The Rev. Edward Marsden (1869-1932) was a Canadian-American missionary and member of the Tsimshian nation who became the first Alaska Native to be ordained in the ministry.
He was born May 19, 1869, in Metlakatla, British Columbia, and became from his earliest years a protégé of that utopian Christian community's founder, the charismatic Anglican lay minister William Duncan. Edward's father, Samuel Marsden, had been one of Duncan's first converts and was named after a famed Anglican missionary. Edward's mother was Catherine Kitlahn, Duncan's housekeeper. Duncan tutored young Edward in reading, music, and eventually bookkeeping and business. As a teenager, Marsden was one of the approximately 800 Tsimshians who undertook an epic canoe voyage in 1887 to found Duncan's new, dissident community of "New Metlakatla" on Annette Island in the very southeast of Alaska.
Duncan exercised fierce control over his parishioners' lives and for a while barred the young, ambitious Marsden from leaving the island to pursue higher education. Eventually, the Presbyterian missionary Sheldon Jackson intervened and persuaded Duncan to let Marsden join him in Sitka, Alaska, to attend the industrial school there (now known as Sheldon Jackson College).
There he became Jackson's own protégé, earning high marks, learning to preach, and gradually shifting from Duncan's low-church Anglicanism towards conversion to Presbyterianism.
Jackson arranged for Marsden to attend the Carlisle Indian School in Pennsylvania and then Marietta College in Ohio, making him the first Alaska Native to receive higher education in the "lower 48." During his education there, he joined the Presbyterian Church, deepening his schism with Duncan. In 1894 he became a U.S. citizen, the first Alaska Native to do so. He attended Lane Theological Seminary in Cincinnati, Ohio, from which he graduated in 1898, becoming ordained the same year. Also, in 1897 he became the first North American Indian to be licensed to preach in the U.S.
Duncan refused to find a position for Marsden in Metlakatla, and was especially opposed to Marsden's suggestion that a Presbyterian church be established on Annette Island to minister to the Tlingit families on the island. The island was (and is) still the unceded territory of the Tongass tribe of Tlingit, who were then, as now, a predominantly Presbyterian people.
Instead, under Jackson's direction, Marsden was installed as minister at the Tlingit community of Saxman, near Ketchikan. The establishment of that mission consolidated that community's position as a gathering place for various Tlingit subgroups of the area. From here he participated in a fierce rivalry with Duncan for Tsimshian loyalties, including participating in a campaign to have Duncan removed by the Bureau of Indian Affairs (BIA). His complaints, and those of many in the community, focused on Duncan's control over the community's entire economic life and his opposition to his flock's seeking any economic or educational betterment off of the island.
Marsden married Lucy Kinninook, the young woman whose job was to translate Marsden's English sermons into Tlingit. She was a Tlingit chief's daughter and had been partially raised by the missionary Thomas Crosby in the Tsimshian community of Lax Kw'alaams (a.k.a. Port Simpson), B.C. Duncan refused to perform their marriage on the grounds that she was a divorcée.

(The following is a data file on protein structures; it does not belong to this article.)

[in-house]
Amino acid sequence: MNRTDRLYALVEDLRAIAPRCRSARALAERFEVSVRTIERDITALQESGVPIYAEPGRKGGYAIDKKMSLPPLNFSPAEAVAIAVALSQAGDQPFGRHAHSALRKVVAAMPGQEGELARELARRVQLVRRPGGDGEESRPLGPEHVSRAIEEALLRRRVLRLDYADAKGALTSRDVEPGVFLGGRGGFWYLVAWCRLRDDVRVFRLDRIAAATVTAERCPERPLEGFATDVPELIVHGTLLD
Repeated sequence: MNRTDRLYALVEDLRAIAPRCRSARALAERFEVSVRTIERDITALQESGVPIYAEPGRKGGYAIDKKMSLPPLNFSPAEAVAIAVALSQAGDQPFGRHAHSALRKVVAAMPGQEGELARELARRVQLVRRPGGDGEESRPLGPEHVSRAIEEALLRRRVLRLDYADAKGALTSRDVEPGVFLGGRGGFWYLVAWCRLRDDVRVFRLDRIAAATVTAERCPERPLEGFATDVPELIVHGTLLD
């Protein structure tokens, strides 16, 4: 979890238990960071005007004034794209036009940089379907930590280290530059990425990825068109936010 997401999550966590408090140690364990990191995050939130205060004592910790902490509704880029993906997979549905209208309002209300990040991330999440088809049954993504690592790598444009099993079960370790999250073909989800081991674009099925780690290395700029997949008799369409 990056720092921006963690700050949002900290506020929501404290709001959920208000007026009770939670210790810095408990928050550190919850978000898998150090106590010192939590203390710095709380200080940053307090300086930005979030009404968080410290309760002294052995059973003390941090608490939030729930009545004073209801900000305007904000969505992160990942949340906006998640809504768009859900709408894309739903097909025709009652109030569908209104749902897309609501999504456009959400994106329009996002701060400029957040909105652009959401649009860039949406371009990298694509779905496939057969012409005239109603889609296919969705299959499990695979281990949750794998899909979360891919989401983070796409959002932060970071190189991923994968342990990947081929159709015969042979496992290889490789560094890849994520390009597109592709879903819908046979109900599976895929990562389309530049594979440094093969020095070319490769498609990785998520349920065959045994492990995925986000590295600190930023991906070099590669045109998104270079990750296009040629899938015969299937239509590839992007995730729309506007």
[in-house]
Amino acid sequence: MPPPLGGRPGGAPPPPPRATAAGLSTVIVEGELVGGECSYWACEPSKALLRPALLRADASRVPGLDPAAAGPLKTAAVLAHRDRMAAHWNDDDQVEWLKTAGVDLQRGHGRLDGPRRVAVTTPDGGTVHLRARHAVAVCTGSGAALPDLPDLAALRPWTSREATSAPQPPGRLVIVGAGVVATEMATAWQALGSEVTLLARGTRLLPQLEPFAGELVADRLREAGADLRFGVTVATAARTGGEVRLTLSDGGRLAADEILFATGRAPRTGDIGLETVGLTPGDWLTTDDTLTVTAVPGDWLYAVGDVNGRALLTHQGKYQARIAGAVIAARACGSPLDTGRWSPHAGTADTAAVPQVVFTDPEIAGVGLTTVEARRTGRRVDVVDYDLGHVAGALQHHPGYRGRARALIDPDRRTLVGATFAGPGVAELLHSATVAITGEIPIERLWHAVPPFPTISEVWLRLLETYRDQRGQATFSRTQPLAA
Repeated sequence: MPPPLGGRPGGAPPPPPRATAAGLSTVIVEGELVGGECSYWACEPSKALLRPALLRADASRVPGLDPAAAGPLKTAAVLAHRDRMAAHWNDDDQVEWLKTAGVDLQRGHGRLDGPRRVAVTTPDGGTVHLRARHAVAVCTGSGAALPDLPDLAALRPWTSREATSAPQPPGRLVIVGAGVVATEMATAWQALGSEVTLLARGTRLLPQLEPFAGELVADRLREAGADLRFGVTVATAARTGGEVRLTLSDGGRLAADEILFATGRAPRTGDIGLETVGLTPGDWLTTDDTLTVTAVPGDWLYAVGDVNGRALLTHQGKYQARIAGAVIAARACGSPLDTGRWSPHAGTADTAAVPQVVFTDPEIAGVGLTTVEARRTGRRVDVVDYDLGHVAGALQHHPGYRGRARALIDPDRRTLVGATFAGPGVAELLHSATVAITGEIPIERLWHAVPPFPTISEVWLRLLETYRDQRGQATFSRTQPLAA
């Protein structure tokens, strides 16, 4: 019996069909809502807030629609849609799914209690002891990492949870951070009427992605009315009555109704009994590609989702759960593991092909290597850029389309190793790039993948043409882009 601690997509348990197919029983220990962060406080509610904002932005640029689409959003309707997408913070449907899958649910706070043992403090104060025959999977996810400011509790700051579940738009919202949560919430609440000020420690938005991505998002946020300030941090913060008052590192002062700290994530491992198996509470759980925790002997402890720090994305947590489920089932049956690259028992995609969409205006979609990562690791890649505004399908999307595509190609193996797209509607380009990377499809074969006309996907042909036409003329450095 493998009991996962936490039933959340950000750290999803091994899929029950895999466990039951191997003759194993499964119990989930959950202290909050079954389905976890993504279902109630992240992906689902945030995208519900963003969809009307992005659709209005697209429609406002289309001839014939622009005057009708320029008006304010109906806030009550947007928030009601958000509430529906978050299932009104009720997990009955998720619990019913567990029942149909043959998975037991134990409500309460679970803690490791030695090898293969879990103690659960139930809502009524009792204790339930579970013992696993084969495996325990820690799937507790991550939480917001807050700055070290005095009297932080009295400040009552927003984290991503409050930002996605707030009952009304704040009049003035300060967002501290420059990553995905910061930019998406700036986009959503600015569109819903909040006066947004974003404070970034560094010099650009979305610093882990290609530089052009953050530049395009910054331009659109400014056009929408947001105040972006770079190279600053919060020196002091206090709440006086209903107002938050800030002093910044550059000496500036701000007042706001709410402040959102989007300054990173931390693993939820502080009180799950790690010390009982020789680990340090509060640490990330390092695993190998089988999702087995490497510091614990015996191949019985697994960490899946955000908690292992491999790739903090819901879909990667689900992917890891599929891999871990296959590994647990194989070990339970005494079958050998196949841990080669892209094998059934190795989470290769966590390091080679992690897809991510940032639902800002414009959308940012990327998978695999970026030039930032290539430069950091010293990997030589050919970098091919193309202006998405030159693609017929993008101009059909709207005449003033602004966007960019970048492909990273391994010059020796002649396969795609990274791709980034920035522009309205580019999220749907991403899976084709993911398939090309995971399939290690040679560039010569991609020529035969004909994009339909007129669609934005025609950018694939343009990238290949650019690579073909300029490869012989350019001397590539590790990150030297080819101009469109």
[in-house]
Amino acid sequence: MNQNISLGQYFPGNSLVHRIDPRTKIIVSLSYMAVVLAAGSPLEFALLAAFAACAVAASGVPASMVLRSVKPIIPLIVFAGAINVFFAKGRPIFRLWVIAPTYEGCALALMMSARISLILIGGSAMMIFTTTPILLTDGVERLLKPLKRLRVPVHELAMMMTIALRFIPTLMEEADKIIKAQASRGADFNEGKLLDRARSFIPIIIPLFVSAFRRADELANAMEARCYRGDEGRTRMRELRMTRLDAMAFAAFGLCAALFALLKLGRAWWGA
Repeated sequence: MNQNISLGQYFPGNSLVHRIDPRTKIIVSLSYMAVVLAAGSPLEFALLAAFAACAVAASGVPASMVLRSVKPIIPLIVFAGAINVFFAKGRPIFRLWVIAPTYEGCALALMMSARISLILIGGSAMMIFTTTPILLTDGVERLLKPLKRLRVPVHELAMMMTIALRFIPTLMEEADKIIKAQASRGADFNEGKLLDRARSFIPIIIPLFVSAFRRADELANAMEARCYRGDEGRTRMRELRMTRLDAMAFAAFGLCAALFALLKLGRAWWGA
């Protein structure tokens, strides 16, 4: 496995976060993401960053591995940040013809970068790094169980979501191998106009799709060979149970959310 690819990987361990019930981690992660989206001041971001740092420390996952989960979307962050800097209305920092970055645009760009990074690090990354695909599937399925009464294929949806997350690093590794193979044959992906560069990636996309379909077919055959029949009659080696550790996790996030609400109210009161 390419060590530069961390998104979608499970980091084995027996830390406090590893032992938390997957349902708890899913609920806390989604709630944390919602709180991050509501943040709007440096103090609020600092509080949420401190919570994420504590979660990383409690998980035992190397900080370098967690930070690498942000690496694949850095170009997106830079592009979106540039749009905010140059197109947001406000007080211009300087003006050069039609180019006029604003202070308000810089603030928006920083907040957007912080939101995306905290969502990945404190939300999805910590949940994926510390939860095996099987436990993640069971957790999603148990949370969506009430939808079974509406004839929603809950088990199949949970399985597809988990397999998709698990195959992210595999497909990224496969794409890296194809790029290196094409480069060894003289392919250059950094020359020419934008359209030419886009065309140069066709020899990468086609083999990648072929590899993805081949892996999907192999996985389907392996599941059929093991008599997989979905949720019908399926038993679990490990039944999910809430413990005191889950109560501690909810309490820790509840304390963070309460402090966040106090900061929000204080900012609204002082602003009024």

Marsden was also involved in the short-lived sawmill community of Port Gravina, near Ketchikan, which was founded in 1892 and burned to the ground in 1904. This was an offshoot of the Metlakatla community, committed to Presbyterianism rather than Anglicanism and oriented to individual economic advancement outside of Duncan's control.
After Duncan's death in 1918, Marsden was involved in the transition to new leadership, becoming a partner in running the Metlakatla Commercial Company, the community's economic engine.
In 1922, Marsden began construction of a Presbyterian church in Metlakatla, where he was to serve as minister until his death. He was also a political leader in the community.
In May 1932 Marsden died in Ketchikan of injuries sustained during a rough sea voyage between Metlakatla and Hydaburg, Alaska.
A comparison of two accounts -- a 1955 biography of Marsden by William Gilbert Beattie, a Presbyterian BIA superintendent who had been allied with him, and on the other hand Peter Murray's very pro-Duncan account of the controversies in his 1985 Duncan biography (see bibliography) -- will attest to the strong feelings that the Duncan-Marsden rivalry continue to give rise to among those with a stake in the Metlakatla community.
- Beattie, William Gilbert (1955) Marsden of Alaska: A Modern Indian Minister, Missionary, Musician, Engineer, Pilot, Boat Builder, and Church Builder. New York: Vantage Press.
- Johnson, Gertrude Mather (1994) "The Life of Peter Simpson." In Haa Kusteeyí, Our Culture: Tlingit Life Stories, ed. by Nora Marks Dauenhauer and Richard Dauenhauer, pp. 665-676. Seattle: University of Washington Press.
- Murray, Peter (1985) The Devil and Mr. Duncan. Victoria, B.C.: Sono Nis Press.
- Neylan, Susan (2003) The Heavens Are Changing: Nineteenth-Century Protestant Missions and Tsimshian Christianity. Montreal: McGill-Queen's University Press.
- "Called to Build: Edward Marsden." The Continent. Published by the Board of National Missions of the Presbyterian Church in the U.S.A. New York, NY